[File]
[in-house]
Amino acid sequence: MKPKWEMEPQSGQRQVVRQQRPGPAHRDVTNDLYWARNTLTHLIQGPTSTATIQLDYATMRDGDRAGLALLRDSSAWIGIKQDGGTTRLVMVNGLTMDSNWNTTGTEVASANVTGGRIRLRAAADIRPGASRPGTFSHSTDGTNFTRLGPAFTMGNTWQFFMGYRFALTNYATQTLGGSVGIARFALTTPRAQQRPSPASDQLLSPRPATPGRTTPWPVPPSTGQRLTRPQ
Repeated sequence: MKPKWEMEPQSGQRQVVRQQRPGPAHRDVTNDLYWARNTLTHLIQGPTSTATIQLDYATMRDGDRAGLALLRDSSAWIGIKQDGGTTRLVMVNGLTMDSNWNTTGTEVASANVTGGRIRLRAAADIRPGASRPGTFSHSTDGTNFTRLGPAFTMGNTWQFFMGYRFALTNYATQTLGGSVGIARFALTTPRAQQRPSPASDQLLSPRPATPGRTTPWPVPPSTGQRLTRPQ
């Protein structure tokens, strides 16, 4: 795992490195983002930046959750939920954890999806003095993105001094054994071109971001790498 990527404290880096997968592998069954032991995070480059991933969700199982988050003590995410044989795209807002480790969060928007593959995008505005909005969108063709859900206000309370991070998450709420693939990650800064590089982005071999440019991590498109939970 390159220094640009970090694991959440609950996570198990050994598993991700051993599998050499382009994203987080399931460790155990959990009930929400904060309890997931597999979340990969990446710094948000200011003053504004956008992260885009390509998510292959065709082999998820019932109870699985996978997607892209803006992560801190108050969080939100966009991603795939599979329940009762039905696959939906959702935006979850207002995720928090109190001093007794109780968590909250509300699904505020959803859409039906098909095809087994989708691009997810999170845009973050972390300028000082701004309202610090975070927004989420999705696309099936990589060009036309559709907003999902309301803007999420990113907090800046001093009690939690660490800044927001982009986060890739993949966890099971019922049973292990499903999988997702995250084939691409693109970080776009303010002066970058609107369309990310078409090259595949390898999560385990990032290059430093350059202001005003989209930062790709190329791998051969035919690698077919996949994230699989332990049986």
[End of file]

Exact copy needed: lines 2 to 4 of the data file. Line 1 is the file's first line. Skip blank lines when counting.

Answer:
Amino acid sequence: MKPKWEMEPQSGQRQVVRQQRPGPAHRDVTNDLYWARNTLTHLIQGPTSTATIQLDYATMRDGDRAGLALLRDSSAWIGIKQDGGTTRLVMVNGLTMDSNWNTTGTEVASANVTGGRIRLRAAADIRPGASRPGTFSHSTDGTNFTRLGPAFTMGNTWQFFMGYRFALTNYATQTLGGSVGIARFALTTPRAQQRPSPASDQLLSPRPATPGRTTPWPVPPSTGQRLTRPQ
Repeated sequence: MKPKWEMEPQSGQRQVVRQQRPGPAHRDVTNDLYWARNTLTHLIQGPTSTATIQLDYATMRDGDRAGLALLRDSSAWIGIKQDGGTTRLVMVNGLTMDSNWNTTGTEVASANVTGGRIRLRAAADIRPGASRPGTFSHSTDGTNFTRLGPAFTMGNTWQFFMGYRFALTNYATQTLGGSVGIARFALTTPRAQQRPSPASDQLLSPRPATPGRTTPWPVPPSTGQRLTRPQ
């Protein structure tokens, strides 16, 4: 795992490195983002930046959750939920954890999806003095993105001094054994071109971001790498 990527404290880096997968592998069954032991995070480059991933969700199982988050003590995410044989795209807002480790969060928007593959995008505005909005969108063709859900206000309370991070998450709420693939990650800064590089982005071999440019991590498109939970 390159220094640009970090694991959440609950996570198990050994598993991700051993599998050499382009994203987080399931460790155990959990009930929400904060309890997931597999979340990969990446710094948000200011003053504004956008992260885009390509998510292959065709082999998820019932109870699985996978997607892209803006992560801190108050969080939100966009991603795939599979329940009762039905696959939906959702935006979850207002995720928090109190001093007794109780968590909250509300699904505020959803859409039906098909095809087994989708691009997810999170845009973050972390300028000082701004309202610090975070927004989420999705696309099936990589060009036309559709907003999902309301803007999420990113907090800046001093009690939690660490800044927001982009986060890739993949966890099971019922049973292990499903999988997702995250084939691409693109970080776009303010002066970058609107369309990310078409090259595949390898999560385990990032290059430093350059202001005003989209930062790709190329791998051969035919690698077919996949994230699989332990049986």